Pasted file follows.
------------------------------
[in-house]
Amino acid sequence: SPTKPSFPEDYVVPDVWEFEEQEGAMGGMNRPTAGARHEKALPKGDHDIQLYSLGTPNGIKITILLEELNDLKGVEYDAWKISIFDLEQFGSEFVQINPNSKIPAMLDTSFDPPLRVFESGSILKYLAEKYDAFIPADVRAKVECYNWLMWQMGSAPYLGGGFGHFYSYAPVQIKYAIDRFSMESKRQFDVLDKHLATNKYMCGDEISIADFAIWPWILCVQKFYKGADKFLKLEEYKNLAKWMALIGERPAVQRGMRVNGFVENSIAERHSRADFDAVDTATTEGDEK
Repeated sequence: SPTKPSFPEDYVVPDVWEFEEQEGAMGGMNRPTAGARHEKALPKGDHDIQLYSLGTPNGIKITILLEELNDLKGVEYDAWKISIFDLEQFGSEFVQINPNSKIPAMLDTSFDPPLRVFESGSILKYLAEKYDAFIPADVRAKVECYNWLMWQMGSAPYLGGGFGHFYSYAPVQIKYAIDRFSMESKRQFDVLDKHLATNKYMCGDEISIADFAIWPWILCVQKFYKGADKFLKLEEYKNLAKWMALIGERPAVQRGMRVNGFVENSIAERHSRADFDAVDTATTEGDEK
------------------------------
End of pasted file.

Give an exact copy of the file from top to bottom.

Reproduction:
[in-house]
Amino acid sequence: SPTKPSFPEDYVVPDVWEFEEQEGAMGGMNRPTAGARHEKALPKGDHDIQLYSLGTPNGIKITILLEELNDLKGVEYDAWKISIFDLEQFGSEFVQINPNSKIPAMLDTSFDPPLRVFESGSILKYLAEKYDAFIPADVRAKVECYNWLMWQMGSAPYLGGGFGHFYSYAPVQIKYAIDRFSMESKRQFDVLDKHLATNKYMCGDEISIADFAIWPWILCVQKFYKGADKFLKLEEYKNLAKWMALIGERPAVQRGMRVNGFVENSIAERHSRADFDAVDTATTEGDEK
Repeated sequence: SPTKPSFPEDYVVPDVWEFEEQEGAMGGMNRPTAGARHEKALPKGDHDIQLYSLGTPNGIKITILLEELNDLKGVEYDAWKISIFDLEQFGSEFVQINPNSKIPAMLDTSFDPPLRVFESGSILKYLAEKYDAFIPADVRAKVECYNWLMWQMGSAPYLGGGFGHFYSYAPVQIKYAIDRFSMESKRQFDVLDKHLATNKYMCGDEISIADFAIWPWILCVQKFYKGADKFLKLEEYKNLAKWMALIGERPAVQRGMRVNGFVENSIAERHSRADFDAVDTATTEGDEK